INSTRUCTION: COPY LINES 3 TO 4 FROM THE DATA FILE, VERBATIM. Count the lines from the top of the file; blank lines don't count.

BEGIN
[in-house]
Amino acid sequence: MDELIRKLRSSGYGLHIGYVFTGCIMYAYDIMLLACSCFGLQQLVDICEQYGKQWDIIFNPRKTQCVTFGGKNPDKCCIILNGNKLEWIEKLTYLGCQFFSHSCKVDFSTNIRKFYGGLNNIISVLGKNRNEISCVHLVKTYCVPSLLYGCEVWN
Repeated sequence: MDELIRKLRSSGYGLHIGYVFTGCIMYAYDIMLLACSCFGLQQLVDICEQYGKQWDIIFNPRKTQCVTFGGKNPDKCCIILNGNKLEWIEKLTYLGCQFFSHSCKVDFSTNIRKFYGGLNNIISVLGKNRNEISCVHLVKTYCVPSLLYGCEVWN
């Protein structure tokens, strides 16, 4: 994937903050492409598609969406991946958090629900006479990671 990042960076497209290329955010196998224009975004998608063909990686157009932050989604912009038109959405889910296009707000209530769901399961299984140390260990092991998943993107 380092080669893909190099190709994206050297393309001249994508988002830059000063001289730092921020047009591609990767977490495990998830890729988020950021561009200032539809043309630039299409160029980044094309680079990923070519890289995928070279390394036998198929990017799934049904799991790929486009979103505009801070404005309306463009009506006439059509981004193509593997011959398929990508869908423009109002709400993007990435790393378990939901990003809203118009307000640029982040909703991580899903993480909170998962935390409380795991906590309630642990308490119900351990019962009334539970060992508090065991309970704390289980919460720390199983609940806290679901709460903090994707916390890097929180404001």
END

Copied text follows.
Repeated sequence: MDELIRKLRSSGYGLHIGYVFTGCIMYAYDIMLLACSCFGLQQLVDICEQYGKQWDIIFNPRKTQCVTFGGKNPDKCCIILNGNKLEWIEKLTYLGCQFFSHSCKVDFSTNIRKFYGGLNNIISVLGKNRNEISCVHLVKTYCVPSLLYGCEVWN
């Protein structure tokens, strides 16, 4: 994937903050492409598609969406991946958090629900006479990671 990042960076497209290329955010196998224009975004998608063909990686157009932050989604912009038109959405889910296009707000209530769901399961299984140390260990092991998943993107 380092080669893909190099190709994206050297393309001249994508988002830059000063001289730092921020047009591609990767977490495990998830890729988020950021561009200032539809043309630039299409160029980044094309680079990923070519890289995928070279390394036998198929990017799934049904799991790929486009979103505009801070404005309306463009009506006439059509981004193509593997011959398929990508869908423009109002709400993007990435790393378990939901990003809203118009307000640029982040909703991580899903993480909170998962935390409380795991906590309630642990308490119900351990019962009334539970060992508090065991309970704390289980919460720390199983609940806290679901709460903090994707916390890097929180404001």